NEW YORK — Citigroup intentionally discriminated against Armenian Americans when they applied for credit cards, the Consumer Financial Protection Bureau said today, as the bank argued internally that Armenians were more likely to commit fraud and referred to applicants as “bad guys” or affiliated with organized crime.
The CFPB found that Citi employees were trained to avoid approving applications with last names ending in “yan” or “ian” — the most common suffix to Armenian last names — as well applications that originated in Glendale, Calif., where roughly 15% of the country’s Armenian American population lives.
As part of the order, Citi will pay $24.5 million in fines as well as $1.4 million in remedies to impacted customers.
In its investigation, the bureau found that Citi employees were instructed to single out applications that had Armenian last names, but then to conceal the real reason on why those applications were denied. Employees would be punished if they failed to flag applications that were submitted by Armenians.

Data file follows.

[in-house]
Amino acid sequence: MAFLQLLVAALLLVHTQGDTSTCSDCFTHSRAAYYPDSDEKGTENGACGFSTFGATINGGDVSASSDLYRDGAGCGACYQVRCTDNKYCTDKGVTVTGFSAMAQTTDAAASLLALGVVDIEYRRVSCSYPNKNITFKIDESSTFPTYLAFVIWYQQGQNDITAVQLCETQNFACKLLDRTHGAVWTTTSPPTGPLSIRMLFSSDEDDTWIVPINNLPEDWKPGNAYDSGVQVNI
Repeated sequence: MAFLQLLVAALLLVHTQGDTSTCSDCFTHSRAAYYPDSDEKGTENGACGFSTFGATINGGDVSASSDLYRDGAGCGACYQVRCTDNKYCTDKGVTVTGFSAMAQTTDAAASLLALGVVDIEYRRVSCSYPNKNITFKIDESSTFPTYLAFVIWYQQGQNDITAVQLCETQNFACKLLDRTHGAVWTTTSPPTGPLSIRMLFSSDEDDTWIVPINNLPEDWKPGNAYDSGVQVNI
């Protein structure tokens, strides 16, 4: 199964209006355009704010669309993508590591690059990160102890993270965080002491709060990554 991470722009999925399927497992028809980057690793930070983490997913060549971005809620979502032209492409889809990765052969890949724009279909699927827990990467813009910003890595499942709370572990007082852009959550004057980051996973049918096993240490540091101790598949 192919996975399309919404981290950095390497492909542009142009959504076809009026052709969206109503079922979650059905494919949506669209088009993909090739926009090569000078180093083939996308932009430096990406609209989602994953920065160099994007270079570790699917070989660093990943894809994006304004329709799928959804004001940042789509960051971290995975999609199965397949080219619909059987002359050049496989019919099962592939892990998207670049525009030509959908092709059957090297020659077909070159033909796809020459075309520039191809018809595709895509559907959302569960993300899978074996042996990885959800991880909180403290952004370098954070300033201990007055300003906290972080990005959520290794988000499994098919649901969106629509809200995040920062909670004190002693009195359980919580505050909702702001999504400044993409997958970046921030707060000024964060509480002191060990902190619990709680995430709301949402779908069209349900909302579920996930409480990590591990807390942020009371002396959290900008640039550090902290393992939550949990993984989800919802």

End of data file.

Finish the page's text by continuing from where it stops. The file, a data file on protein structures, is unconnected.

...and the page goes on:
“Citi stereotyped Armenians as prone to crime and fraud. In reality, Citi illegally fabricated documents to cover up its discrimination,” said Rohit Chopra, the director of the CFPB, in a statement.
Citi, based in New York, said a few employees took action while attempting to thwart a “well-documented Armenian fraud ring operating in certain parts of California.”
“We sincerely apologize to any applicant who was evaluated unfairly by the small number of employees who circumvented our fraud detection protocols,” the bank said in a statement. “Following an internal investigation, we have taken appropriate actions with those directly involved in this matter and we promptly put in place measures to prevent any recurrence of such conduct.”